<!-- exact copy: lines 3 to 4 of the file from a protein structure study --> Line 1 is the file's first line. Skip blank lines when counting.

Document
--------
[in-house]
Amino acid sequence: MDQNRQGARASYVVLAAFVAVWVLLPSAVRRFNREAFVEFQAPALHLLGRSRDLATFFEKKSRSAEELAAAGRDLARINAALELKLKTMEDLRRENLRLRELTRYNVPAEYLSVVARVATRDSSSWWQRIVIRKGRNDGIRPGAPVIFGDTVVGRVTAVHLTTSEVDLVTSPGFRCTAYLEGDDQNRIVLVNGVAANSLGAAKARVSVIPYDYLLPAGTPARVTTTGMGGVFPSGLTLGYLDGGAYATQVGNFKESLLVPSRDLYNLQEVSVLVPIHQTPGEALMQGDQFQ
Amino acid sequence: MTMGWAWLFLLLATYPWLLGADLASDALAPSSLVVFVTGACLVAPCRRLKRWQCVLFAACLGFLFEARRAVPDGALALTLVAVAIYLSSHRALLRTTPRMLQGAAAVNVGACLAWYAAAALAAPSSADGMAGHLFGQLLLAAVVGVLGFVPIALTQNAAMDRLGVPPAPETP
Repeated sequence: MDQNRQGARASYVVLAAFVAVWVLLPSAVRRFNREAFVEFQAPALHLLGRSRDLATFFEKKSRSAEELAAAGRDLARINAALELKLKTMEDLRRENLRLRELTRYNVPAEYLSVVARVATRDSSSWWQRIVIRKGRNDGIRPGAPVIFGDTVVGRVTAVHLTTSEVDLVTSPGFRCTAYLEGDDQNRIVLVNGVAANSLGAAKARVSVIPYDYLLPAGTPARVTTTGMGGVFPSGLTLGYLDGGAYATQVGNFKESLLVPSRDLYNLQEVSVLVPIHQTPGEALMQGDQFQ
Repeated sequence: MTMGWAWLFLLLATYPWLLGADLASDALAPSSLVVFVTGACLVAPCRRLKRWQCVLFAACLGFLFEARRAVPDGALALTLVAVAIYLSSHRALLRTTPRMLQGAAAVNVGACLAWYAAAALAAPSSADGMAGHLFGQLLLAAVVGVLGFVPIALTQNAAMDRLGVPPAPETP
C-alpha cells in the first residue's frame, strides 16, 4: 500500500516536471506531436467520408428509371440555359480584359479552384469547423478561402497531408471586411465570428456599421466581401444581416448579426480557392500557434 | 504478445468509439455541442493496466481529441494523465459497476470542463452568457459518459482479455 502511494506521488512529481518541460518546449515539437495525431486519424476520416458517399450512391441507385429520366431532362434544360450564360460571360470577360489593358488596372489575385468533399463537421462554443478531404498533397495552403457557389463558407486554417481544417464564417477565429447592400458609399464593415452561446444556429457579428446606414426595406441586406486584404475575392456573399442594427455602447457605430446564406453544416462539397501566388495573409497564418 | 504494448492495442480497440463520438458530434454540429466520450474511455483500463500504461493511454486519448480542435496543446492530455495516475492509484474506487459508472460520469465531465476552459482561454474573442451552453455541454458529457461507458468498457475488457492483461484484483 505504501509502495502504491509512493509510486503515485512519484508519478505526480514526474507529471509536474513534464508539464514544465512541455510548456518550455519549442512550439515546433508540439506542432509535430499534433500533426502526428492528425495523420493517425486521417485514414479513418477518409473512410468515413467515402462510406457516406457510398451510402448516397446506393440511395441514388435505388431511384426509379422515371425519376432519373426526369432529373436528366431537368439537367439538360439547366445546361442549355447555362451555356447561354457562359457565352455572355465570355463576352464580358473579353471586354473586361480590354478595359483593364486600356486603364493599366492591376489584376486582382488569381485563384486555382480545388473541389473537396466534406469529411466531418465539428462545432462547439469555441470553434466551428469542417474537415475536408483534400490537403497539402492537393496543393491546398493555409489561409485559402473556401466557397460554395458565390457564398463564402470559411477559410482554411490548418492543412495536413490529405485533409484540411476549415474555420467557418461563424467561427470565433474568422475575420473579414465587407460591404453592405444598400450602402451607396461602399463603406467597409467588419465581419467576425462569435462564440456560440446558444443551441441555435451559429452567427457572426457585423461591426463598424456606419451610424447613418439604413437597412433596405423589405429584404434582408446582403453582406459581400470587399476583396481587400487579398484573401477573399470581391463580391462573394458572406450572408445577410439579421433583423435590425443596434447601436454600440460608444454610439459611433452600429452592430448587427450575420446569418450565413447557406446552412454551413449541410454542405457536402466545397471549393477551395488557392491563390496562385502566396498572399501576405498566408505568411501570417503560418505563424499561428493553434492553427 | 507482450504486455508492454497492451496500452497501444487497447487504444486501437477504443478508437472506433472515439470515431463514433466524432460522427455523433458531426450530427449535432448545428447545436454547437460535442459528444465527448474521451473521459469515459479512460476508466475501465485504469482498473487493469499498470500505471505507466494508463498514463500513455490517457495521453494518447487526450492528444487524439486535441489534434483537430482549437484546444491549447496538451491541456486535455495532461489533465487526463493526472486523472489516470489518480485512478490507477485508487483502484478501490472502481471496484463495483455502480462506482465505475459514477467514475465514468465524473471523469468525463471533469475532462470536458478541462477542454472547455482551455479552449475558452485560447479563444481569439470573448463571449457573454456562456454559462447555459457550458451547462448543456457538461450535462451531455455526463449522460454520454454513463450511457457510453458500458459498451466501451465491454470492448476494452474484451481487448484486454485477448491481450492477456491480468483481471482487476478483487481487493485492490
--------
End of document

Amino acid sequence: MTMGWAWLFLLLATYPWLLGADLASDALAPSSLVVFVTGACLVAPCRRLKRWQCVLFAACLGFLFEARRAVPDGALALTLVAVAIYLSSHRALLRTTPRMLQGAAAVNVGACLAWYAAAALAAPSSADGMAGHLFGQLLLAAVVGVLGFVPIALTQNAAMDRLGVPPAPETP
Repeated sequence: MDQNRQGARASYVVLAAFVAVWVLLPSAVRRFNREAFVEFQAPALHLLGRSRDLATFFEKKSRSAEELAAAGRDLARINAALELKLKTMEDLRRENLRLRELTRYNVPAEYLSVVARVATRDSSSWWQRIVIRKGRNDGIRPGAPVIFGDTVVGRVTAVHLTTSEVDLVTSPGFRCTAYLEGDDQNRIVLVNGVAANSLGAAKARVSVIPYDYLLPAGTPARVTTTGMGGVFPSGLTLGYLDGGAYATQVGNFKESLLVPSRDLYNLQEVSVLVPIHQTPGEALMQGDQFQ